From Publishers Weekly
As a New Orleans Times-Picayune reporter, Bridges covered the early '90s senatorial and gubernatorial campaigns of presidential hopeful David Duke, etching a sober portrait in The Rise of David Duke (1994). Four years later, Bridges joined the Miami Herald, where he won a 1999 Pulitzer as part of an investigative team and began work on this book. He traces the historical background of gambling in Louisiana from pre-Civil War riverboats and the Louisiana Lottery (shut down by the federal government in 1907) to 1940s casinos. Edwin Edwards (aka "Silver Zipper," aka "Cajun King"), the only man to be elected governor of Louisiana four times, in the 1970s, '80s, and '90s, "could charm a society matron one minute and an oil-rig worker the next." When the bayou state's oil boom bottomed out in the 1980s, Edwards decided gambling could revive the economy, but the cash flow through casinos, riverboats and video poker led to corruption, greedy promoters and "snake-oil salesmen in expensive suits," as the Times-Picayune put it. Following FBI wiretaps and raids, the 72-year-old Edwards was indicted and convicted on charges of extortion from riverboat casino companies. Numerous quotes re-create remembered dialogue in this fascinating and fluid narrative reconstruction. Describing Louisiana as the country's most "exotic" state, Bridges does a formidable job of capturing its allure (as well as that of the former governor), but his easy flair is supported by high journalistic standards, including his meticulous attention to details and his exhaustive research which, all in all, make for an irresistible read. Photos not seen by PW. Agent, Flip Brophy. (May)Forecast: As the literature on Louisiana politics continues to grow and Louisiana in particular, the Big Easy remains a place of fascination for many Americans, this book, with its catchy, alliterative title, is destined for a prominent spot on the shelf.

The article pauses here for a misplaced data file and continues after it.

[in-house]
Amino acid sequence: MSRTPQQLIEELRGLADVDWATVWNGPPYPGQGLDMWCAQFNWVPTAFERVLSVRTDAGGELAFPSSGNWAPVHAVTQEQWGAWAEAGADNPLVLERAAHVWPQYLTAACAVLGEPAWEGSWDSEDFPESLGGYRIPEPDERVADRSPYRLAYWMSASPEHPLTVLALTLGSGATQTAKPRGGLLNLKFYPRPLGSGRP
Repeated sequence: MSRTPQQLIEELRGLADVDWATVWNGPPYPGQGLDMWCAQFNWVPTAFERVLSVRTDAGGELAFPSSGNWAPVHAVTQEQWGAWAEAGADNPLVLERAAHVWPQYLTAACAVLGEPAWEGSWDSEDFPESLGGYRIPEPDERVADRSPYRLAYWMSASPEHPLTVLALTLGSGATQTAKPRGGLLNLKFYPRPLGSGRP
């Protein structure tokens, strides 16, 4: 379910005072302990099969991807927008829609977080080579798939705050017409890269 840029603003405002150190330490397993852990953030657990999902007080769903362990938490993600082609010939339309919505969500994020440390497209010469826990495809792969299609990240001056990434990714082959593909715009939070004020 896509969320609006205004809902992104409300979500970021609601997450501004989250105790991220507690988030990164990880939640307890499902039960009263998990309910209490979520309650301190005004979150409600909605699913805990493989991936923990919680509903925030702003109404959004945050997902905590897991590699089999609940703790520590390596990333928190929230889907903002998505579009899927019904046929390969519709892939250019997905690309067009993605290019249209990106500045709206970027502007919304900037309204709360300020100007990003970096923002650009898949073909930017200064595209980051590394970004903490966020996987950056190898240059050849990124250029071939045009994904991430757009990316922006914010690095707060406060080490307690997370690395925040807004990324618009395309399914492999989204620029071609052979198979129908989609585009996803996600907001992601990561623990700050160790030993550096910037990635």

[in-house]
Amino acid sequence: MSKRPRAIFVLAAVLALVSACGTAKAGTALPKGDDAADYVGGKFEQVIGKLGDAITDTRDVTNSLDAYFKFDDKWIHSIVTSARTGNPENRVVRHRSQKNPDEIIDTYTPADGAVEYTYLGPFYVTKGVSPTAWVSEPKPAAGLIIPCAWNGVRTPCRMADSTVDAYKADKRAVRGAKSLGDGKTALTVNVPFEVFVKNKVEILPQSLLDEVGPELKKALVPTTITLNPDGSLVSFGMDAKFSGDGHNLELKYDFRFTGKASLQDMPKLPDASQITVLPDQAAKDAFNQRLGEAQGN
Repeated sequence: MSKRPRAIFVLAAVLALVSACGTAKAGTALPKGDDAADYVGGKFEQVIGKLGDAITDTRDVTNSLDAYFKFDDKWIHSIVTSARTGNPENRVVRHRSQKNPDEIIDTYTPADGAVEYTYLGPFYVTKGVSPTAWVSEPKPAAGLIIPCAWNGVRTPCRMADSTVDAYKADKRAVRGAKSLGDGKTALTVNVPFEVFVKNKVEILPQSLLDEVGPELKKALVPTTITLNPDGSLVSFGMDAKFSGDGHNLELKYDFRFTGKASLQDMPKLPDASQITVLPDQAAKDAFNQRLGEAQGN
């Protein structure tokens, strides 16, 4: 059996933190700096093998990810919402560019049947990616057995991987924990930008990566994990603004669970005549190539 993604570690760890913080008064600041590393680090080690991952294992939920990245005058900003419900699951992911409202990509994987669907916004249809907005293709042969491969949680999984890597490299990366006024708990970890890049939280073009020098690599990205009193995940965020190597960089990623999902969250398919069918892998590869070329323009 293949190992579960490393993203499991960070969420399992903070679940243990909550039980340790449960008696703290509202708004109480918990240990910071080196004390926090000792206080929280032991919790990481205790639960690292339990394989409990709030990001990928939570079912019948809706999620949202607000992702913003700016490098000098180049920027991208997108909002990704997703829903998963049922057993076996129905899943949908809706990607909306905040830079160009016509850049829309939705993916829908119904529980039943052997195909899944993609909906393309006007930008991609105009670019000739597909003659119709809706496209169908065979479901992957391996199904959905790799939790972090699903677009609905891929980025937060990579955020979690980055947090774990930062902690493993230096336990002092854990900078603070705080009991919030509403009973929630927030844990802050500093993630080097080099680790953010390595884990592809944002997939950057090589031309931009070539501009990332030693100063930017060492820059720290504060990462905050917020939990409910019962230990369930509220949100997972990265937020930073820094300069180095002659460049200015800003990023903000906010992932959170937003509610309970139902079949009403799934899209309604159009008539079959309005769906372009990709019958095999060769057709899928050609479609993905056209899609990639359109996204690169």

Copyright 2001 Cahners Business Information, Inc.
From Library Journal
As an old Kentucky refrain goes, "In Kentucky politics are the damnedest." In analyzing political machinations and serious misuse of the public trust, especially by flamboyant Gov. Edwin Edward of Louisiana, Bridges, a Pulitzer Prize-winning Miami Herald reporter who covered Louisiana politics for the New Orleans Times-Picayune in the early 1990s, makes Kentucky politics seem tame. After discussing Louisiana's often sordid but always entertaining political history, the author devotes the remainder of the monograph to telling what happened when the state legalized gambling in the 1990s under Governor Edwards. Using primarily oral interviews with many of the participants, including Edwards himself, and files from the Times-Picayune, Bridges focuses on the key role fourth-term Governor Edwards played in bringing gambling to Louisiana. As an Edwards critic observed, "[H]e had a tragic character flaw; he thinks of politics as a way to make money for himself and his friends rather than public service. The flaw finally brought him to his knees." While critical of Louisiana's failed gambling experiment, Bridges's narrative is an excellent example of detailed investigative reporting that reads like a mystery novel. Recommended for public libraries. Charles C. Hay III, Eastern Kentucky Univ. Lib., Richmond
Copyright 2001 Reed Business Information, Inc.